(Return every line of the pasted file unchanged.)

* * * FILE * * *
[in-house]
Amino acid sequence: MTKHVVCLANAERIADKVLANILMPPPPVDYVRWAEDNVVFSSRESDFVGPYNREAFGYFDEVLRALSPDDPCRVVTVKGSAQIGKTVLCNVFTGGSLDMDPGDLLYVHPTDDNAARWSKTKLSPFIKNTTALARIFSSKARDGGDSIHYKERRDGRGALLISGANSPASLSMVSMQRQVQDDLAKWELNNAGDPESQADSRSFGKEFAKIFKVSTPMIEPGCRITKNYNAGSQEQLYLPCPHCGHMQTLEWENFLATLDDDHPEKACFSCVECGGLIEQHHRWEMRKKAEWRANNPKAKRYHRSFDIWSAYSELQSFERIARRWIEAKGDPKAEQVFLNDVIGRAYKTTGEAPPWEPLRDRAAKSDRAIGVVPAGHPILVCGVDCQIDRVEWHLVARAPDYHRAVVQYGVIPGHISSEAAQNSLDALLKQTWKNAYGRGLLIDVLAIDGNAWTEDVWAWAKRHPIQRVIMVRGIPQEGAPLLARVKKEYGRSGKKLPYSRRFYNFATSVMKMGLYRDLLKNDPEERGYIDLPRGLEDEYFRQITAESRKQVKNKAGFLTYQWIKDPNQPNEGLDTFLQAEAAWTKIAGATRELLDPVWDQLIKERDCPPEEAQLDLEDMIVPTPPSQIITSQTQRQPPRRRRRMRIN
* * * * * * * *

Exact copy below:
[in-house]
Amino acid sequence: MTKHVVCLANAERIADKVLANILMPPPPVDYVRWAEDNVVFSSRESDFVGPYNREAFGYFDEVLRALSPDDPCRVVTVKGSAQIGKTVLCNVFTGGSLDMDPGDLLYVHPTDDNAARWSKTKLSPFIKNTTALARIFSSKARDGGDSIHYKERRDGRGALLISGANSPASLSMVSMQRQVQDDLAKWELNNAGDPESQADSRSFGKEFAKIFKVSTPMIEPGCRITKNYNAGSQEQLYLPCPHCGHMQTLEWENFLATLDDDHPEKACFSCVECGGLIEQHHRWEMRKKAEWRANNPKAKRYHRSFDIWSAYSELQSFERIARRWIEAKGDPKAEQVFLNDVIGRAYKTTGEAPPWEPLRDRAAKSDRAIGVVPAGHPILVCGVDCQIDRVEWHLVARAPDYHRAVVQYGVIPGHISSEAAQNSLDALLKQTWKNAYGRGLLIDVLAIDGNAWTEDVWAWAKRHPIQRVIMVRGIPQEGAPLLARVKKEYGRSGKKLPYSRRFYNFATSVMKMGLYRDLLKNDPEERGYIDLPRGLEDEYFRQITAESRKQVKNKAGFLTYQWIKDPNQPNEGLDTFLQAEAAWTKIAGATRELLDPVWDQLIKERDCPPEEAQLDLEDMIVPTPPSQIITSQTQRQPPRRRRRMRIN